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6 things to photograph in spring

By April 15th, 2020Out and about3 min read

Picture Perfect Season

Does the beginning of spring revitalise your passion for photography?

If you generally take a break from photography over winter, then spring is a time to bring yourself (and your camera) out of hibernation. It’s a time to head outdoors and take advantage of nature’s season of renewal and regrowth.

In spring, nature is full of life and the colours of the landscape are revived. We enjoy more daylight hours and sunny days. Birds and wildlife become more active and wildflowers bloom and burst with colour. It’s a whole new world to explore and capture in your photos.

While every season is photogenic in its own way, here are six subjects you may like to focus on this spring…


While many of Tasmania’s waterfalls flow all year round, in spring the flow of water is more plentiful as snow melts from the mountain tops, and cascades via the rivers and creeks to the escarpments in forests, coast and towns! We have an abundance of magnificent waterfalls in Tasmania, so you are sure to be spoilt for choice.


Spring is a fantastic time for bird photographers. Activity increases greatly during this season – and it’s the breeding season for many native birds, so there’s countless opportunities to observe different courting rituals and nesting behaviours. It’s best to be an early riser though, because it’s morning when the birds are more active.


Tasmania’s wildlife has a way of truly captivating your heart at any time of the year. However, in spring it’s easy to become so much more captivated by incredibly adorable newborn critters. The key to photographing wildlife (and birds for that matter) is to spend a little time observing behaviour and characteristics of different species. This allows you to better anticipate activity helping you to capture unique moments in your images.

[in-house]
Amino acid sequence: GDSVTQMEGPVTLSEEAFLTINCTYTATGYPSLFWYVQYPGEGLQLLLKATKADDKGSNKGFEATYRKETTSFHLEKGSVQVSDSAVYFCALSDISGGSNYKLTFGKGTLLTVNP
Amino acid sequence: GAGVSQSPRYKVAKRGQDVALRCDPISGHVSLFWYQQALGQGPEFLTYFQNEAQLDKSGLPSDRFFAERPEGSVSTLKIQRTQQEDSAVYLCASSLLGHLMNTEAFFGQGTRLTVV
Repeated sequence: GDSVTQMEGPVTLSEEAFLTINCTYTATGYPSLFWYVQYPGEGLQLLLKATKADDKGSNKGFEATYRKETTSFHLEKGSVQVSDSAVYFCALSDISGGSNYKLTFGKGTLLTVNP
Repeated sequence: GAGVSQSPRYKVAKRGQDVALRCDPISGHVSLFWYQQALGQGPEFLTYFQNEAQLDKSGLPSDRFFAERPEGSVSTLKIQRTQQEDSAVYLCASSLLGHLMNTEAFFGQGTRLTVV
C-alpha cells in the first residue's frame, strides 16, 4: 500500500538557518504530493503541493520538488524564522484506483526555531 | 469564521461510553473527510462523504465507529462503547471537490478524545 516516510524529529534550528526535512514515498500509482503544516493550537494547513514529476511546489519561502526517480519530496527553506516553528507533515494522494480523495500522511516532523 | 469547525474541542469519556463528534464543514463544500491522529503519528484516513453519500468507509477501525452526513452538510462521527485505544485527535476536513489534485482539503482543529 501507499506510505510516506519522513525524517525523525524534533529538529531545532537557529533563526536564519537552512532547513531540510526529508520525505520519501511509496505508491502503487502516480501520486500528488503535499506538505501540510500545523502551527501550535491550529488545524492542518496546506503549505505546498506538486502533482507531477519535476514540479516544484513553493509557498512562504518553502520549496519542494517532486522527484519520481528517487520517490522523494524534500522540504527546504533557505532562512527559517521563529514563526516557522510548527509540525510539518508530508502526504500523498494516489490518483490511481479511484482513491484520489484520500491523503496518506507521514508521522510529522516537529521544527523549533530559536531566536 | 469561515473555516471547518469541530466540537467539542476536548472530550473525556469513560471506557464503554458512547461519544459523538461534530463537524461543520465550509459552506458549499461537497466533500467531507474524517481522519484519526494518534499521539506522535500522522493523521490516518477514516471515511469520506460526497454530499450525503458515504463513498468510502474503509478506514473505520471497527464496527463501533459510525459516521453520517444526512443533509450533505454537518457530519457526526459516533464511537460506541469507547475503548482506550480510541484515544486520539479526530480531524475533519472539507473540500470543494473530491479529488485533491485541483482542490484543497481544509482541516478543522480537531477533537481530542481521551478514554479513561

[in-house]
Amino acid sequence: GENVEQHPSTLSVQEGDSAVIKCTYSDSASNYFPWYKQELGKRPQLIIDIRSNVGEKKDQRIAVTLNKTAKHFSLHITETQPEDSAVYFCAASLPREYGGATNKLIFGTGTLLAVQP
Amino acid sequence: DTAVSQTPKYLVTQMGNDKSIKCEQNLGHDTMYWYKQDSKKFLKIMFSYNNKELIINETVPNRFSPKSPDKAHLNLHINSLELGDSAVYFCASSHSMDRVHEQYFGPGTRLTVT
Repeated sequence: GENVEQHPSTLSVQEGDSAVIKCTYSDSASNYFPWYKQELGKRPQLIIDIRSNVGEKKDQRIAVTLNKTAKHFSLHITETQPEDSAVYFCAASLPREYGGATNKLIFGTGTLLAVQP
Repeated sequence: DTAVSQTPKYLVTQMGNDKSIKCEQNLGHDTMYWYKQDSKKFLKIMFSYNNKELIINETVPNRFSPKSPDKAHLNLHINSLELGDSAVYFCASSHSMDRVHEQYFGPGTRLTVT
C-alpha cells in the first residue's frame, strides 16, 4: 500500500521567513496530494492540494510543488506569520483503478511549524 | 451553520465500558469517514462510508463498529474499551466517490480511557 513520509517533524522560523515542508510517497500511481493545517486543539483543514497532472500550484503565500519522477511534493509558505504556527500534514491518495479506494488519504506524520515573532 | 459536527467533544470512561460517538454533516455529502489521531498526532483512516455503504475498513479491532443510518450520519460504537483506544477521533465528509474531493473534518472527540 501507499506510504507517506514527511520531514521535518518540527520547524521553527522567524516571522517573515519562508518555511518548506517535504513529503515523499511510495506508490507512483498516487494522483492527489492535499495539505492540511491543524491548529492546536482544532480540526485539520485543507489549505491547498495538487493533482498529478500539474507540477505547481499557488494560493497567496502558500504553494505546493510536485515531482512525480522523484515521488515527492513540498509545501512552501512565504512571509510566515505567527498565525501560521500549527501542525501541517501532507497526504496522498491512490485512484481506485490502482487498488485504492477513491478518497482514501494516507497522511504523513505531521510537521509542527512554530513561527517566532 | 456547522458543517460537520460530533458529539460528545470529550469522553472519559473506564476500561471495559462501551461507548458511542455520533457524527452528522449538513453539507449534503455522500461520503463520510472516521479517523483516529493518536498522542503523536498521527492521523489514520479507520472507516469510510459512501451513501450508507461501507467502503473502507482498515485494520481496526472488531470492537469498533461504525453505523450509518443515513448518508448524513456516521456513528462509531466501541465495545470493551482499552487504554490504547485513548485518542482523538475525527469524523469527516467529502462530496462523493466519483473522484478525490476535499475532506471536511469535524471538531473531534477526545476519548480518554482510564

Native Flowers

Tasmania’s wildflowers mainly bloom throughout spring and summer. There is no one location that you’ll see more wildflowers in bloom than another. Rather, different species flower at different times in different habitats. You’ll find a mosaic of colour in alpine habitats from late winter/early spring, the endemic Tasmanian Waratah flowers for a short number of weeks anytime from late November into December while the peak of the flowering season for native orchids is September to November.

Unfurling Fern Fronds

There’s just something about photographing ferns as new growth unfurls to become a graceful fern frond. Photograph the patterns, shapes, textures and lush green colours. If there’s a splash of spring rainfall, look for water droplets with reflections within it

Wide-angle Landscapes

Something that’s special about spring is the many vibrant and renewed colours of the landscape. The days lengthen and the clouds make way for the glowing sun. Shooting a wide-angle composition with something interesting featured in the foreground adds an all-new perspective to a landscape image otherwise captured in other seasons.

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